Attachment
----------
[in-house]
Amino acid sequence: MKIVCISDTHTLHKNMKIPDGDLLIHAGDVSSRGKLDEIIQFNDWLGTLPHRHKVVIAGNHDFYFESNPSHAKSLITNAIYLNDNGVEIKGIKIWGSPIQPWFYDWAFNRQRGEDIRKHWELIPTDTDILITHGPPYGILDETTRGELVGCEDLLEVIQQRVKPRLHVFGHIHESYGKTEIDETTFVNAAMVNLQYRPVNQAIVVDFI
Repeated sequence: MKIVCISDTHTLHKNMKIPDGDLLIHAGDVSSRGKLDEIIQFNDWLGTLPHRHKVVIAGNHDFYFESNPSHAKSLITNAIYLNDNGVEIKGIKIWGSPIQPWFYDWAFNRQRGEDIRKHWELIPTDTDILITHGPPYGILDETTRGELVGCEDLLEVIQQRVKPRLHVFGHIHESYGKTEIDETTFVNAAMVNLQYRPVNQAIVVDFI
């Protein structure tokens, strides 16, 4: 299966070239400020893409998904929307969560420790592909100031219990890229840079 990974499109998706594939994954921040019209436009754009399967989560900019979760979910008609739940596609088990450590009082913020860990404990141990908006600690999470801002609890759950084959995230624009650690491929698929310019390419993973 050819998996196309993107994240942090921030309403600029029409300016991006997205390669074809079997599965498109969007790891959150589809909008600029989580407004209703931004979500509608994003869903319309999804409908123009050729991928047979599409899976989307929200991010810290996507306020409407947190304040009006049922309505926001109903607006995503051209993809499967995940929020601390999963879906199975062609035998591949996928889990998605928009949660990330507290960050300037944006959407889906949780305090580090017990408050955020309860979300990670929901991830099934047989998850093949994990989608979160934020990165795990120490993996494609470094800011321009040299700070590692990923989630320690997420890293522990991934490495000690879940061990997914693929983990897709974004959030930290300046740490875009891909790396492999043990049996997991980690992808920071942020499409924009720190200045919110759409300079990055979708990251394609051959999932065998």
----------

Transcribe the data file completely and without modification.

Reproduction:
[in-house]
Amino acid sequence: MKIVCISDTHTLHKNMKIPDGDLLIHAGDVSSRGKLDEIIQFNDWLGTLPHRHKVVIAGNHDFYFESNPSHAKSLITNAIYLNDNGVEIKGIKIWGSPIQPWFYDWAFNRQRGEDIRKHWELIPTDTDILITHGPPYGILDETTRGELVGCEDLLEVIQQRVKPRLHVFGHIHESYGKTEIDETTFVNAAMVNLQYRPVNQAIVVDFI
Repeated sequence: MKIVCISDTHTLHKNMKIPDGDLLIHAGDVSSRGKLDEIIQFNDWLGTLPHRHKVVIAGNHDFYFESNPSHAKSLITNAIYLNDNGVEIKGIKIWGSPIQPWFYDWAFNRQRGEDIRKHWELIPTDTDILITHGPPYGILDETTRGELVGCEDLLEVIQQRVKPRLHVFGHIHESYGKTEIDETTFVNAAMVNLQYRPVNQAIVVDFI
């Protein structure tokens, strides 16, 4: 299966070239400020893409998904929307969560420790592909100031219990890229840079 990974499109998706594939994954921040019209436009754009399967989560900019979760979910008609739940596609088990450590009082913020860990404990141990908006600690999470801002609890759950084959995230624009650690491929698929310019390419993973 050819998996196309993107994240942090921030309403600029029409300016991006997205390669074809079997599965498109969007790891959150589809909008600029989580407004209703931004979500509608994003869903319309999804409908123009050729991928047979599409899976989307929200991010810290996507306020409407947190304040009006049922309505926001109903607006995503051209993809499967995940929020601390999963879906199975062609035998591949996928889990998605928009949660990330507290960050300037944006959407889906949780305090580090017990408050955020309860979300990670929901991830099934047989998850093949994990989608979160934020990165795990120490993996494609470094800011321009040299700070590692990923989630320690997420890293522990991934490495000690879940061990997914693929983990897709974004959030930290300046740490875009891909790396492999043990049996997991980690992808920071942020499409924009720190200045919110759409300079990055979708990251394609051959999932065998």